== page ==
Your independent source for Harvard news since 1898

Your independent source for Harvard news since 1898

John Harvard's Journal

Sports in Brief

January-February 2012

Soccer

The women’s team (12-5-1, 6-0-1 Ivy) had a banner campaign, winning the Ivy League championship outright to capture Harvard’s third title in the past four years. Among Ivy rivals this fall, only Cornell, which fought to a 2-2 tie after double overtime in Ithaca, was able even to tie the Crimson. In the first round of the NCAA tournament, Harvard lost to Boston University, 3-0.

Senior co-captain Melanie Baskind was unanimously named Ivy League Player of the Year; she led Harvard’s attack with eight goals and 24 points. Co-captain Lindsey Kowal ’12 and Peyton Johnson ’14 (next season’s co-captain with Catherine Coppinger ’13) also garnered First Team All-Ivy honors.

The men’s team (2-12-3, 0-6-1 Ivy) had a dismal fall, finishing last in the Ivies. All their losses, save two non-conference games, came by a single goal.

Crew

The men’s heavyweight crew won the Championship Eights event, the biggest prize at the Head of the Charles regatta in October. They finished well ahead of both the USRowing national team and Washington, national college champions. 

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Cook’s tour: Harvard wideout Jack Cook leaves Yale’s Deonte Henson in the dust on a third-quarter, 15-yard touchdown. The score gave the Crimson a 28-24 lead, which it would not surrender.
Photograph by Tim O’Meara/The Harvard Crimson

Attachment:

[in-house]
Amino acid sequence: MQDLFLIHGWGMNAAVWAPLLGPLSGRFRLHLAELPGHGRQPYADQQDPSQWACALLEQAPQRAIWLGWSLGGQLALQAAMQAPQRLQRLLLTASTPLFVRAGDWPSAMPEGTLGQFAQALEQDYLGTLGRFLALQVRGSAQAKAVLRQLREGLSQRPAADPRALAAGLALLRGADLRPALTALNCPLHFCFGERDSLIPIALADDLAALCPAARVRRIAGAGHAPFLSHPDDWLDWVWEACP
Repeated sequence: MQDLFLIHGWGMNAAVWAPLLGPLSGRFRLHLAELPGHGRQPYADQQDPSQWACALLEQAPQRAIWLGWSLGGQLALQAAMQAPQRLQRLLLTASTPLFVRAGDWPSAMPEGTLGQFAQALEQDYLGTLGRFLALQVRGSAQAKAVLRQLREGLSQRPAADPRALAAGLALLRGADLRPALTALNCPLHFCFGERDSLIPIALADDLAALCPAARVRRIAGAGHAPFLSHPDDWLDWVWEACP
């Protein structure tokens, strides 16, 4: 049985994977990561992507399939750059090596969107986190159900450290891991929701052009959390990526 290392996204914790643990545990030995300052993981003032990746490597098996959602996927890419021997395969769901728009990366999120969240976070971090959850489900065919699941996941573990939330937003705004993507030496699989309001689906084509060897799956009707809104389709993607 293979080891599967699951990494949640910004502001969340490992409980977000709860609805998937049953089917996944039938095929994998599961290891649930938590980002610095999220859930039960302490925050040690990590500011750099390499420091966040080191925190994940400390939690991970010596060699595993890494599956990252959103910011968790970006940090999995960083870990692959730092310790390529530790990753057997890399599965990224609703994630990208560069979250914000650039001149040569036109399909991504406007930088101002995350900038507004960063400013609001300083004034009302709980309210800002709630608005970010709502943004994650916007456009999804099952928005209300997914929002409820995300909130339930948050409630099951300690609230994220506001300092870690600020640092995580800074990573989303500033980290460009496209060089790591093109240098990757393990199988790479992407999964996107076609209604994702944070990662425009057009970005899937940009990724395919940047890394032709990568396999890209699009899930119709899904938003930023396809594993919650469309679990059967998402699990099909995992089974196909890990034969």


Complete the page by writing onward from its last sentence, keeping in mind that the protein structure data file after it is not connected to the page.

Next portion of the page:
Crimson Football 2018: Harvard 45, Yale 27

Last lunge: With senior right guard Larry Allen Jr. (73) keeping Penn defenders at bay, Harvard senior back Charlie Booker nudges the ball over the goal line for the Crimson's first score.

Photograph by Tim O'Meara/The Harvard Crimson

Crimson Football 2018: Harvard 29, Penn 7

Happy hookup: Having beaten Columbia’s Will Allen, Harvard junior wide receiver Jack Cook waits for the pass from senior quarterback Tom Stewart. Cook made the grab and then dashed to the end zone for the longest touchdown pass in Crimson history—92 yards.
Photograph by Tim O'Meara/The Harvard Crimson

Crimson Football 2018: Harvard 52, Columbia 18

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Cook’s tour: Harvard wideout Jack Cook leaves Yale’s Deonte Henson in the dust on a third-quarter, 15-yard touchdown. The score gave the Crimson a 28-24 lead, which it would not surrender.
Photograph by Tim O’Meara/The Harvard Crimson

Crimson Football 2018: Harvard 45, Yale 27

Last lunge: With senior right guard Larry Allen Jr. (73) keeping Penn defenders at bay, Harvard senior back Charlie Booker nudges the ball over the goal line for the Crimson's first score.

Photograph by Tim O'Meara/The Harvard Crimson

Crimson Football 2018: Harvard 29, Penn 7

Happy hookup: Having beaten Columbia’s Will Allen, Harvard junior wide receiver Jack Cook waits for the pass from senior quarterback Tom Stewart. Cook made the grab and then dashed to the end zone for the longest touchdown pass in Crimson history—92 yards.
Photograph by Tim O'Meara/The Harvard Crimson

Crimson Football 2018: Harvard 52, Columbia 18